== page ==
In addition, some more unusual suspects have taken exceptional steps. This is not a fantasy column that pronounces multinationals as benign world saviors. But credit is due for those that step up to protect instead of conquer, at least in some areas. McDonald’s, working with Greenpeace, led the moratorium on soy from newly deforested land in the Amazon in 2006. Interface Carpet, the world’s largest carpet company, used biomimicry to create its signature modular carpet products that have eliminated nearly all of its landfill waste and greenhouse gas emissions. And in the health industry, the exemplar of a corporation stepping up remains CVS’s 2014 decision to step away from the sale of cigarettes, a $2 billion annual revenue hit. All of these companies still need massive changes. But they have each in their own way moved outside their comfort zones on behalf of our common home.
And in the public arena, one can never be too grateful to the Democratic and Republican United States senators (working together!) who passed the revolutionary Clean Air Act in 1970. This law remains the biggest reason the air in the United States is not as dirty as the air in India or China. And today, many of the largest school districts in the United States are beginning to collaborate through the Green Schools Alliance to transform markets and policy, shift behavior, and maintain and power buildings to the highest standards. These school districts are actually claiming responsibility for protecting the future of the children they teach. Veni, vidi, vigilo.
Somehow, all of us have to begin protecting the planet as part of daily life. From small actions (turning off switches and gizmos) to lifestyle changes (eating less meat, consuming less stuff, and commuting differently), to larger actions (long term political activism, conscious investing, and integrating environmental impacts into every financial, social, and political transaction), protecting our planet first requires connection to our planet. With the help of social media, we can make matching commitments, transforming our individual habits into massive reform.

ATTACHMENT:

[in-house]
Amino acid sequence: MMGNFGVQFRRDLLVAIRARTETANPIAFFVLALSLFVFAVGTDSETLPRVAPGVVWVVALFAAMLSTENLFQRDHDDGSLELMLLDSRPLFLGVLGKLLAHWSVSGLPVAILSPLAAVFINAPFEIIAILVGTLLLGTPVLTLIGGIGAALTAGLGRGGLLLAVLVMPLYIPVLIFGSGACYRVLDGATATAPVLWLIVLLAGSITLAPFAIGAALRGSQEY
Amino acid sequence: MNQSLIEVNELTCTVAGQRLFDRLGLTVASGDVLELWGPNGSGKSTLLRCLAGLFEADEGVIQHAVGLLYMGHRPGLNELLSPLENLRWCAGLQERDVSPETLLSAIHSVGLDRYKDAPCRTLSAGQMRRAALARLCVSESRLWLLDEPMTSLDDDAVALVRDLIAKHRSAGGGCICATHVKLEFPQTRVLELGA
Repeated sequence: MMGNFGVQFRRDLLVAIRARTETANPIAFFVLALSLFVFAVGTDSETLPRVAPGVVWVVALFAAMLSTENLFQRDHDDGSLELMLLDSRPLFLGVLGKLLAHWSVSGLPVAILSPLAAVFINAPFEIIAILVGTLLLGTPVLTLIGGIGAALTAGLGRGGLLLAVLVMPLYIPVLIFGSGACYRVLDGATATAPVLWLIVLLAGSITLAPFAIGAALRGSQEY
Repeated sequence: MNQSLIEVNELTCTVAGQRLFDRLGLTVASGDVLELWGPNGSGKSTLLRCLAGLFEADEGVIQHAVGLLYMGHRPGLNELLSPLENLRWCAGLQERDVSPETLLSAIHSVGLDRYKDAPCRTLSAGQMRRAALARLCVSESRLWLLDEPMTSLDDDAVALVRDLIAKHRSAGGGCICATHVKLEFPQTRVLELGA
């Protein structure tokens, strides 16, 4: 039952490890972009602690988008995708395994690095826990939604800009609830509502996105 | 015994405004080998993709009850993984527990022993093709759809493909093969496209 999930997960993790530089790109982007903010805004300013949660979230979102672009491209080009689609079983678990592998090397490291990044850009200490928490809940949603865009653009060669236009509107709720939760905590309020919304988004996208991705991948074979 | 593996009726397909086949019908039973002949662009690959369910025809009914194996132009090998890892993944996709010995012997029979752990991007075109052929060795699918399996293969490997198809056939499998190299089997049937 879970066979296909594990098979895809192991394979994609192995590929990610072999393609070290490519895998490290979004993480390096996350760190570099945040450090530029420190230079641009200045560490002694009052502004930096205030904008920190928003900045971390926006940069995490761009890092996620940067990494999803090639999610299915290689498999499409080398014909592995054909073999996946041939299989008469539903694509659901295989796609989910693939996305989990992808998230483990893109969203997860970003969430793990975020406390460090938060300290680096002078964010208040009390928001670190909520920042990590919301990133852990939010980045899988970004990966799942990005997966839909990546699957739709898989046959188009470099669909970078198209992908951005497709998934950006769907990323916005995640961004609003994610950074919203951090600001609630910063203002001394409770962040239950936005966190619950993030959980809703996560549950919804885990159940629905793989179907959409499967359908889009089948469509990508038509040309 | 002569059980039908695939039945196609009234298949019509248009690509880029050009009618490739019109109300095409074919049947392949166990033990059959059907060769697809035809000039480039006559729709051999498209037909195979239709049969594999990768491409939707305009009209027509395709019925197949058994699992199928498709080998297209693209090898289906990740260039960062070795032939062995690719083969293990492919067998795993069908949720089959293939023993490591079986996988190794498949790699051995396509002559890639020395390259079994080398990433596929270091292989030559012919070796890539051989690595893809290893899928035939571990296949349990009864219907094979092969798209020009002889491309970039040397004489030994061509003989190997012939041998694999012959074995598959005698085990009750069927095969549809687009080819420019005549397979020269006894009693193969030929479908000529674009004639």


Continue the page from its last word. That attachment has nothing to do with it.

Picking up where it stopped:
But our most important collective action — and it’s a warrior-scale action — is to convince the fossil fuel industry, its shareholders and political stakeholders that they must change their business models, and accept that they cannot sell (and we cannot burn) trillions of dollars of assets on their books. The world is already suffering too much at the behest of these profits. The first oil company that commits to divesting (stranding many of its assets) and rebuilding itself based on renewable energy will be the company that history remembers as worthy of its value. And governments have to eliminate their hundreds of dollars of direct and indirect subsidies to fossil fuel companies. Instead, governments should support the complex and difficult economic transition away from fossil fuels. Only a great political and financial wind will make this happen.